Author Topic: #605: Top 5 Denzel Performances with W. Kamau Bell / The Mag Seven / Buñuel 1  (Read 400 times)

saltine

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Denzel Washington has been nominated for an Oscar in every decade since the ‘80s. He’s been a consistently bankable star for just about that long, too. And yet, do we still take Denzel for granted? With Washington’s THE MAGNIFICENT SEVEN remake currently in theaters, special guest W. Kamau Bell joins Adam and Josh to look back on the actor’s career with the Top 5 Denzel Washington Performances. Plus, the first pair of films in the latest Filmspotting Marathon, devoted to the career of the Spanish-born surrealist Luis Bunuel - his 1929 collaboration with Salvador Dali UN CHIEN ANDALOU and 1930's L'AGE D'OR.

Texan Down Under

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AHHHHH YISSSSS

What is this, a crossover episode?!  :D

Seriously though. What. A. Treat. Two favorite podcasts coming together. WE NEED MORE OF THIS.

Teproc

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Well, I kinda thought Bell was completely wrong for the show tonally (even though I like that podcast too). I do like that Adam & Josh have been going for more varied guests lately, but I was glad it was just for the first segment. :)

LukeM

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Really enjoyed this episode. Somehow I still haven't seen Training Day, but hearing so much about it on this episode made me want to, along with He Got Game and Malcolm X. One Denzel movie I really love that didn't get mentioned is Cry Freedom, Richard Attenborough's 1987 movie about Stephen Biko and Donald Woods. Has anyone else seen this one? I don't usually like bio pics but I thought it was really good. I also had a chance to watch the 2 Bunuel movies. I think Adam and Josh took the conversation as far it could go as far as figuring out what these movies mean, or what they could mean. I was really curious about Dali's involvement with the movies. How much of the surrealism was from Dali, and how much from Bunuel? I know Dali also helped Hitchcock design the dream sequence in Spellbound, and I wonder how much of how dream sequences are now filmed come from Dali's work. These 2 Bunuel movies seem to me to be (possibly) rooted in psychoanalysis. The strange pairings of images in Un Chien Andalou resist interpretation, according to Bunuel, while the dream sequence in Spellbound can be interpreted, and it's the dream's interpretation via psychoanalysis that leads to the film's resolution.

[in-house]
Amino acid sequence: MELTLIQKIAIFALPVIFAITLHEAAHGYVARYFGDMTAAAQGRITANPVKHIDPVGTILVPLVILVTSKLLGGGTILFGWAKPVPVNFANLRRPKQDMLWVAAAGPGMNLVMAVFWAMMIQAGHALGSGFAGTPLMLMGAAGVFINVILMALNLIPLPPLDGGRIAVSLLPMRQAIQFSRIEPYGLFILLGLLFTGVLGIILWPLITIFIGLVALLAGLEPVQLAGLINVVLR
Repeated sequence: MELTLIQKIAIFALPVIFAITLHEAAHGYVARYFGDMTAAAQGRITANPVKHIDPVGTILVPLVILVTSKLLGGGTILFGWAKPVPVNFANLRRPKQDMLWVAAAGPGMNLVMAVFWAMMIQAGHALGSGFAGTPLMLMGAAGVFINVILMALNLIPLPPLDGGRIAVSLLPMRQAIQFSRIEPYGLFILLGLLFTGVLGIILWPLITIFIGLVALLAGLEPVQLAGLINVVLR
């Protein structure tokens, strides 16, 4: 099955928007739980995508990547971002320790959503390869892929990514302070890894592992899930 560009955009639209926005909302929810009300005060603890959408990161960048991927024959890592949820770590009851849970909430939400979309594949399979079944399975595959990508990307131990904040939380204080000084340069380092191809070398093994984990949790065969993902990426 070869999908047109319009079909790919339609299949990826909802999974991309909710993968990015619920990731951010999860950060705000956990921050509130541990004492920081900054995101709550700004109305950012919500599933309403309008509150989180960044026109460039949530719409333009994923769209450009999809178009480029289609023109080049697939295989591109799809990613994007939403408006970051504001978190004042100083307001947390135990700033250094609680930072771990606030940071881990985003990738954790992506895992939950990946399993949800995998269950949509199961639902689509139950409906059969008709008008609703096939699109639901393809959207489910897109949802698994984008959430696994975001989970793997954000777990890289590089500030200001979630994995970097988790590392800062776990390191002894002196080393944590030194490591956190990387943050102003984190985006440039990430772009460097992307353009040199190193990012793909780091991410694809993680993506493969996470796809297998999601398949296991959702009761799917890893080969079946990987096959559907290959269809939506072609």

MartinTeller

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I put He Got Game and Man on Fire in my queue because of this episode.

pixote

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I put He Got Game and Man on Fire in my queue because of this episode.

The first time I watched Man of Fire, I caught it on cable and missed the beginning, but I entered at the perfect in medias res point and really liked the film. When I went back later to watch the full film, I realized that I'd actually missed a full hour (!) the first time around, and the film had been much better for it.

pixote
I think I'd love how awkward it'd be, or how awkward it should be.

roujin

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Man on Fire is good, no matter which way you see it.

verbALs

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Man on Fire is good, no matter which way you see it.
People know this. Right?  :D

I know a lot of them might actually be crap but Tony Scott and Denzel films are essential. Ok maybe not the Pelham remake.  ;D
« Last Edit: October 07, 2016, 03:18:58 PM by verbALs »
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